Oilers music man takes final bow

TERRY JONES, QMI Agency

, Last Updated: 12:37 AM ET

It was a night for the fans to say goodbye to Paul Lorieau and to say so long to yet another sorry season.

And the old anthem singer, after he held the mic to the fans for them to sing him home in his final game in a 30-year run, hopes all those kids in the Oilers lineup got just a little taste if what it gets like when Edmonton is in the playoffs.

It wasn’t a re-creation of the Stanley Cup playoffs of 2006, exactly. But it was a reasonable facsimile.

“They did well,” said Lorieau. “It wasn’t quite as loud as 2006. But there was a lot of emotion with the Stanley Cup run. I thought they did really well.”

It was Game 81 of the fifth consecutive season out of the playoffs and the second straight season of finishing 30th in a 30-team league.

In a twisted sort of way it was sort of a celebration of that, as Lorieau’s anthem-singing career came to a conclusion, with 22 members of his extended family wearing Oilers’ sweaters with LORIEAU 30 on their backs giving him plenty of support on the ice for the occasion.

Absent

Missing, however was his wife, Nancy.

She just had foot surgery.

It’s been that kind of a season here.

Not only did the crowd do well, so did Lorieau. And he was worried.

“I’m surprised at myself,” he said. “I didn’t think I was going to come through the emotion.”

He did admit that there was a moment there during the Star Spangled Banner.

“I had to collect myself a little bit.”

But with his name on the LED ring around the arena and Styrofoam letters on the press box which spelled out ‘Thanks Paul’ with a musical note and a maple leaf, Lorieau nailed O Canada, or at least the brief part of it he actually sang.

As he promised he would in Friday’s Sun, Lorieau sang only the first few bars of the national anthem, as he did that night in the playoffs in ‘06, before he gave it to the crowd.

He allowed himself to finish it up with one final “O Canada, we stand on guard for thee.”

Taylor Hall, the first ever No. 1 pick in Oilers history as a result of last year’s 30th-place finish, took it all in.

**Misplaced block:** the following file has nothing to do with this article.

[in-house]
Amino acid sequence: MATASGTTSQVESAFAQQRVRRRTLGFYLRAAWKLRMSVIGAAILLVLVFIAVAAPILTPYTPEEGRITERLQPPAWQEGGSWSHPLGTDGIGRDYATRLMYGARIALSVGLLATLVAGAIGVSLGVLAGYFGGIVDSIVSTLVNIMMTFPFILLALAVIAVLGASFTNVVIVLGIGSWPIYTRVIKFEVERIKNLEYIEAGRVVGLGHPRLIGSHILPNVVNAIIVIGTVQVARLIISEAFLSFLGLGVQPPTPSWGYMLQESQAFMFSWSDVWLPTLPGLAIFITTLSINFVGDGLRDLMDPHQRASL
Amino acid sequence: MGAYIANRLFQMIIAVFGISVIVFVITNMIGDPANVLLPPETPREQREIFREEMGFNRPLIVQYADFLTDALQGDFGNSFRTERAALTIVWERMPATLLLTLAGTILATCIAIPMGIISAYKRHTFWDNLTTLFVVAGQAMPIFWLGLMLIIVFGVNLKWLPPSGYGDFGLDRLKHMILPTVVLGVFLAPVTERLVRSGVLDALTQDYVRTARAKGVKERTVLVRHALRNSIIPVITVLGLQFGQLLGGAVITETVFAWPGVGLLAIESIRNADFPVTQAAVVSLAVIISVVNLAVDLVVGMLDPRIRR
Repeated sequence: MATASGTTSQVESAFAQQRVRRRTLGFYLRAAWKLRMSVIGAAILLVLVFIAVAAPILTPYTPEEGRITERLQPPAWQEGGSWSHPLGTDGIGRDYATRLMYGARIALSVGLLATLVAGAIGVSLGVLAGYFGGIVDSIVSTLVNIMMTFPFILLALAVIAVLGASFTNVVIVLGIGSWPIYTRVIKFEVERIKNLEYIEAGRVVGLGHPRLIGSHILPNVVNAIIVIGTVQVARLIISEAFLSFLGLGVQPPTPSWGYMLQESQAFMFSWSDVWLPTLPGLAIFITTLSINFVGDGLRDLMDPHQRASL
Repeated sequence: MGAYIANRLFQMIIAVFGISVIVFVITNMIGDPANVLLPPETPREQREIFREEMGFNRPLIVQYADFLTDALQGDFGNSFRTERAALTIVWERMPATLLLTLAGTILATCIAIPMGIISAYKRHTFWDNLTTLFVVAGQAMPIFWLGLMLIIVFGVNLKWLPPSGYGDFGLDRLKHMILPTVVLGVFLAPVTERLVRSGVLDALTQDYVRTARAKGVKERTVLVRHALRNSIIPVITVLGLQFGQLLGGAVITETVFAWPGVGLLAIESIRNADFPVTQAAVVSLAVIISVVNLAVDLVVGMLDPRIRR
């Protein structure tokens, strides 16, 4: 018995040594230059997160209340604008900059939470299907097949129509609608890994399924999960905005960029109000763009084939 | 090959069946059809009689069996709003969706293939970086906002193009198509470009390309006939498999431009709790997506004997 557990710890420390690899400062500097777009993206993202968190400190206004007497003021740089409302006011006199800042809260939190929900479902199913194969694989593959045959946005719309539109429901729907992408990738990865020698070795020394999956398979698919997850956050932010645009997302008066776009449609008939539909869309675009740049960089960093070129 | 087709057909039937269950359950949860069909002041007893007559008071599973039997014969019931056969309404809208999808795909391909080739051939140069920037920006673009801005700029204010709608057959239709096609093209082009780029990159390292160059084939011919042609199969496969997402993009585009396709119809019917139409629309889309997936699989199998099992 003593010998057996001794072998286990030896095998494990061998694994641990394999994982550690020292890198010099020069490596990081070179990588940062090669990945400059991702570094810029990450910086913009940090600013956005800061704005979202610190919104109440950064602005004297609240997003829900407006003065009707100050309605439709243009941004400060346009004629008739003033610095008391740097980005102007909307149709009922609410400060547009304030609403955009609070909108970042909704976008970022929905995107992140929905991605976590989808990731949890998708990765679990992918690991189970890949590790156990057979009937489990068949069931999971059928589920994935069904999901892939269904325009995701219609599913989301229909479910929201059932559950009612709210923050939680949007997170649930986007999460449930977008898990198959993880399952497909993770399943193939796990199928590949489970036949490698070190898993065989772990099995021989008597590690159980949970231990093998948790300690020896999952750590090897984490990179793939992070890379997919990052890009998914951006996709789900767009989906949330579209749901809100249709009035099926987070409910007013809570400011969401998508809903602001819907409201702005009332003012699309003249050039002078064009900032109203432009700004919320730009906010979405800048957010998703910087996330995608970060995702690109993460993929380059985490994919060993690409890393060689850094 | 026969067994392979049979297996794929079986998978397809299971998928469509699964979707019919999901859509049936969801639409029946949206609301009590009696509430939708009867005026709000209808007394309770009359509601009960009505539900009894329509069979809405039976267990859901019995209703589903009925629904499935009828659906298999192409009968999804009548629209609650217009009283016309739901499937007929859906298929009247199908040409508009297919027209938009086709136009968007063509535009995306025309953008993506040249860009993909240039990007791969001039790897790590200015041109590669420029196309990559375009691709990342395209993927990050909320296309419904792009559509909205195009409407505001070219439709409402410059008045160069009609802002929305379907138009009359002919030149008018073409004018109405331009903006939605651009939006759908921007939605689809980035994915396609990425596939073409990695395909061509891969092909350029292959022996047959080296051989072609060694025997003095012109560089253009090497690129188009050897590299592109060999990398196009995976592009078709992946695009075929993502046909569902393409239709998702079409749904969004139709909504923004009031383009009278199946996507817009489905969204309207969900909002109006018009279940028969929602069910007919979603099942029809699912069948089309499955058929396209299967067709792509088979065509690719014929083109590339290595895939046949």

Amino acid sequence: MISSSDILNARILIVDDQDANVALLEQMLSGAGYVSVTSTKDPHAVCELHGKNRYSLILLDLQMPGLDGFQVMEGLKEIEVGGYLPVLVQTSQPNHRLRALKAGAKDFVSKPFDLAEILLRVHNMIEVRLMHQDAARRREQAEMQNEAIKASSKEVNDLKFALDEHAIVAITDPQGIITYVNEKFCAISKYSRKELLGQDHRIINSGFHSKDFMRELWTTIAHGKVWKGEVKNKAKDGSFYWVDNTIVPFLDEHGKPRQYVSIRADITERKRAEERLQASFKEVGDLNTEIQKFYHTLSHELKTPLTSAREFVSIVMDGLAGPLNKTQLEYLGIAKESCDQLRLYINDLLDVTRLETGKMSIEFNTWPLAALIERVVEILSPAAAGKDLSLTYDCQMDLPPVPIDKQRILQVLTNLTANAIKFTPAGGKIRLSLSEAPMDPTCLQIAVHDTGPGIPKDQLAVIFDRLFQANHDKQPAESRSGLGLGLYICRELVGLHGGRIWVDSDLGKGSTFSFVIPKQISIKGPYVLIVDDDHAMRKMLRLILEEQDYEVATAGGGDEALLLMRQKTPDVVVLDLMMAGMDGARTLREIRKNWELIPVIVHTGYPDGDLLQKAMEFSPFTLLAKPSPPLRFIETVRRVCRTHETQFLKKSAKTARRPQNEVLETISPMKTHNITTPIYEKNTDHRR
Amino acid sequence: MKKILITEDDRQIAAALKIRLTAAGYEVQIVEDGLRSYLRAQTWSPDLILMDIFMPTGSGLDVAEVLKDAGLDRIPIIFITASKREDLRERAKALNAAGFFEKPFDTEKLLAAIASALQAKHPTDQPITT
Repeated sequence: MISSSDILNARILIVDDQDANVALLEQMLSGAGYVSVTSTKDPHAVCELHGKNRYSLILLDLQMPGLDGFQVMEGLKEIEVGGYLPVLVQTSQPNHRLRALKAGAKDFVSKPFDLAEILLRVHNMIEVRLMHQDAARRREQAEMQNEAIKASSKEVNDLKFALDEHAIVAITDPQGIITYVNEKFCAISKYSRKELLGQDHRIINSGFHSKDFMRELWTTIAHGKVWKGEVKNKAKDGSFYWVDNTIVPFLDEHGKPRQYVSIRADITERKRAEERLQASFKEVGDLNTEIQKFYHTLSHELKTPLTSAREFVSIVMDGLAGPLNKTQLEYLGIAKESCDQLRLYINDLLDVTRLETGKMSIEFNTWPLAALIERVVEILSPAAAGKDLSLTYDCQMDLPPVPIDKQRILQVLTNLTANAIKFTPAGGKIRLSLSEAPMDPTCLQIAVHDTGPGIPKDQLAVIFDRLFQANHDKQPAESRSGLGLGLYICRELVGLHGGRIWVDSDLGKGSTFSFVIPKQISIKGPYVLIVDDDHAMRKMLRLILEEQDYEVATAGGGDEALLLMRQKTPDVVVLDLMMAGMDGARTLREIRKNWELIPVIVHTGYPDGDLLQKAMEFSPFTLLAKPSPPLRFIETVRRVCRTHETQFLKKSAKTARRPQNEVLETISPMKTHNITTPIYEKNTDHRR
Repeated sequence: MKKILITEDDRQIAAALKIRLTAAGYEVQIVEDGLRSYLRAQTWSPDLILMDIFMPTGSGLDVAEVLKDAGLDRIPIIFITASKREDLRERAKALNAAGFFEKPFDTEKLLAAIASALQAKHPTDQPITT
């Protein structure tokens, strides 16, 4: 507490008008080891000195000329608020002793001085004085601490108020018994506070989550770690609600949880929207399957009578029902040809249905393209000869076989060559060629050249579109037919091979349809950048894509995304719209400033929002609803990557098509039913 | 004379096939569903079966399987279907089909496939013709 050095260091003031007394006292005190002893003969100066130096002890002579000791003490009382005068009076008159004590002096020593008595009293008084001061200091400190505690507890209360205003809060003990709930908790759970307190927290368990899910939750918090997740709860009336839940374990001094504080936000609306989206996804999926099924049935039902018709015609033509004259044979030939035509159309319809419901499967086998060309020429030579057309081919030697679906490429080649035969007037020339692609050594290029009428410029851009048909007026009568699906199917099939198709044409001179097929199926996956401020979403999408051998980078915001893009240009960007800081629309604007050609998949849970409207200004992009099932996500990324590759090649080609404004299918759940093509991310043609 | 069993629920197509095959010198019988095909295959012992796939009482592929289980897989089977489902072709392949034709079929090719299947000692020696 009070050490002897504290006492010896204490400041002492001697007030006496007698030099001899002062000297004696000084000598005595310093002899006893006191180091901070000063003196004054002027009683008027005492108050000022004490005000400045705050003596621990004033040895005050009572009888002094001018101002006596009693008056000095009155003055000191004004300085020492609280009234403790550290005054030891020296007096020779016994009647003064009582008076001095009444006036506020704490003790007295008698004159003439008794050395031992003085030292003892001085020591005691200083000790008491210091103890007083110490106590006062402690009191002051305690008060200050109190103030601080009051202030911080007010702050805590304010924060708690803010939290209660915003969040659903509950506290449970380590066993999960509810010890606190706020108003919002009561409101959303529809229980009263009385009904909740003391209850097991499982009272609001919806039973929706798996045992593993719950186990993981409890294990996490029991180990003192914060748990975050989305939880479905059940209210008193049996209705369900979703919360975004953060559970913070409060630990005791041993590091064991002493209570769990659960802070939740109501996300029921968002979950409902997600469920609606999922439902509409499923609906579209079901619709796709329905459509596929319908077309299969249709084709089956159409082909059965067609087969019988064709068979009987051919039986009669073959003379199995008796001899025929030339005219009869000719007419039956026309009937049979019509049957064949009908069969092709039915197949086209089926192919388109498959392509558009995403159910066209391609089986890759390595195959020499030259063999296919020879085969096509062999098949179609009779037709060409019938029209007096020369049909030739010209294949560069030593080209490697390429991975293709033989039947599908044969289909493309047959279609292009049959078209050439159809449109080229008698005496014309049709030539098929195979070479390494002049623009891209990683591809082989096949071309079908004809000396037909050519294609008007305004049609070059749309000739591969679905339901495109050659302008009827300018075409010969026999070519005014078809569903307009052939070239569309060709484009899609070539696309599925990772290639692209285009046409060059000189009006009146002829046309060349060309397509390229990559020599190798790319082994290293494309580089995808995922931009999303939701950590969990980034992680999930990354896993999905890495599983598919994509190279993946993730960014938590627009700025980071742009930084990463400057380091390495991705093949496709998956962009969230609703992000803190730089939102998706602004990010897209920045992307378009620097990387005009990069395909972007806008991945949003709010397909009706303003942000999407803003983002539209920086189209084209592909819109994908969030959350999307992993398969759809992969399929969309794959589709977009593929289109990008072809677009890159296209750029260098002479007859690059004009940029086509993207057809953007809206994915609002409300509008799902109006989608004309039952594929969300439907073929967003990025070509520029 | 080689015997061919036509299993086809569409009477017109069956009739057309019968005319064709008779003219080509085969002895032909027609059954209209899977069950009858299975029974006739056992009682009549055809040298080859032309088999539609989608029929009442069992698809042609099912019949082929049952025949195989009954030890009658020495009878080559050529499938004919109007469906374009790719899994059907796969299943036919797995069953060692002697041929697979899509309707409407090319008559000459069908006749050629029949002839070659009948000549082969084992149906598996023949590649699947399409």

“I was watching that game on TV that night,” said the 20-year-old of the game in 2006, when Lorieau took the mic and raised it to the fans and allowed them to sing the anthem.

“It was a memorable moment, a fun moment, a cool moment. It showed me how fans are in Edmonton.”

He said it was good for the young members of the team to get a taste of it this night, if only for a couple of minutes.

Hall, who watched his roommate Jordan Eberle take over the team scoring lead with an assist for his 43rd point of the season — breaking the 42-point jinx that had Hall, Sam Gagner and Ales Hemsky all ending their seasons with injuries — said the fans have been great this season, considering where the team sits in the standings.

“We sold out every game and the fans were great. But it can’t be like this year again next year,” Hall said of the fans essentially giving them a bye year to take their baby steps without hearing the boos.

Salute

The most remarkable thing about the night, and the season, is that when it was over and the Oilers lifted their sticks to the fans in a final salute, a team that finished 30th for the second straight season was given a standing ovation.

Remarkably, considering the fact they finished last two years in a row, a significant percentage of fans left Rexall Place Friday night looking forward to next season with another top pick (the draft lottery is Tuesday) and a hungry young hockey team.

“But next year, if we don’t start winning, we can’t expect it to continue. They’re not going to keep going to the games and being like this for a last place team again,” said Hall.

Someday soon you have to figure these kids are going to get Edmonton back in the Stanley Cup playoffs. And when they do, look for the Oilers to dust off Paul Lorieau and bring him back to do what he did last night — hold the microphone up to the fans to re-create the moment again.

Twitter.com/sunterryjones

terry.jones@sunmedia.ca


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